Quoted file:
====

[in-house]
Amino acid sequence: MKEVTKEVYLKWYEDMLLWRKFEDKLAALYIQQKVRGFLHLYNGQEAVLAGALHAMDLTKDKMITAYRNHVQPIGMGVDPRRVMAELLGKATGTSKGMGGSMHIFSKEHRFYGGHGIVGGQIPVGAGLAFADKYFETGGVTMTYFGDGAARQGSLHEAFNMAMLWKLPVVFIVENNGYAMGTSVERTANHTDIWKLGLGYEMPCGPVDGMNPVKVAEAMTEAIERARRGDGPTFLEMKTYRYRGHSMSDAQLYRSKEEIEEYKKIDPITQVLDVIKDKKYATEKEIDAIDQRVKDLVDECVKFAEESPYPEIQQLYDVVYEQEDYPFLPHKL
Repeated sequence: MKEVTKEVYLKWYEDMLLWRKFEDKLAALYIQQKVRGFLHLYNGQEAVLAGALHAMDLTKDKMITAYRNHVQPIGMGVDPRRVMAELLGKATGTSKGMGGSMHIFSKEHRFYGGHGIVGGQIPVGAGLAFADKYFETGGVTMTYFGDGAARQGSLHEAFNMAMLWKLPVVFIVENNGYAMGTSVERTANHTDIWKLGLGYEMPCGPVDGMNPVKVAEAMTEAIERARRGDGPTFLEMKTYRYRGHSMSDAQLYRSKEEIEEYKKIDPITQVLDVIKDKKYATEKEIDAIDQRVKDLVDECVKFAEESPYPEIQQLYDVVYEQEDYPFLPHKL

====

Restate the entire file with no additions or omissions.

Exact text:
[in-house]
Amino acid sequence: MKEVTKEVYLKWYEDMLLWRKFEDKLAALYIQQKVRGFLHLYNGQEAVLAGALHAMDLTKDKMITAYRNHVQPIGMGVDPRRVMAELLGKATGTSKGMGGSMHIFSKEHRFYGGHGIVGGQIPVGAGLAFADKYFETGGVTMTYFGDGAARQGSLHEAFNMAMLWKLPVVFIVENNGYAMGTSVERTANHTDIWKLGLGYEMPCGPVDGMNPVKVAEAMTEAIERARRGDGPTFLEMKTYRYRGHSMSDAQLYRSKEEIEEYKKIDPITQVLDVIKDKKYATEKEIDAIDQRVKDLVDECVKFAEESPYPEIQQLYDVVYEQEDYPFLPHKL
Repeated sequence: MKEVTKEVYLKWYEDMLLWRKFEDKLAALYIQQKVRGFLHLYNGQEAVLAGALHAMDLTKDKMITAYRNHVQPIGMGVDPRRVMAELLGKATGTSKGMGGSMHIFSKEHRFYGGHGIVGGQIPVGAGLAFADKYFETGGVTMTYFGDGAARQGSLHEAFNMAMLWKLPVVFIVENNGYAMGTSVERTANHTDIWKLGLGYEMPCGPVDGMNPVKVAEAMTEAIERARRGDGPTFLEMKTYRYRGHSMSDAQLYRSKEEIEEYKKIDPITQVLDVIKDKKYATEKEIDAIDQRVKDLVDECVKFAEESPYPEIQQLYDVVYEQEDYPFLPHKL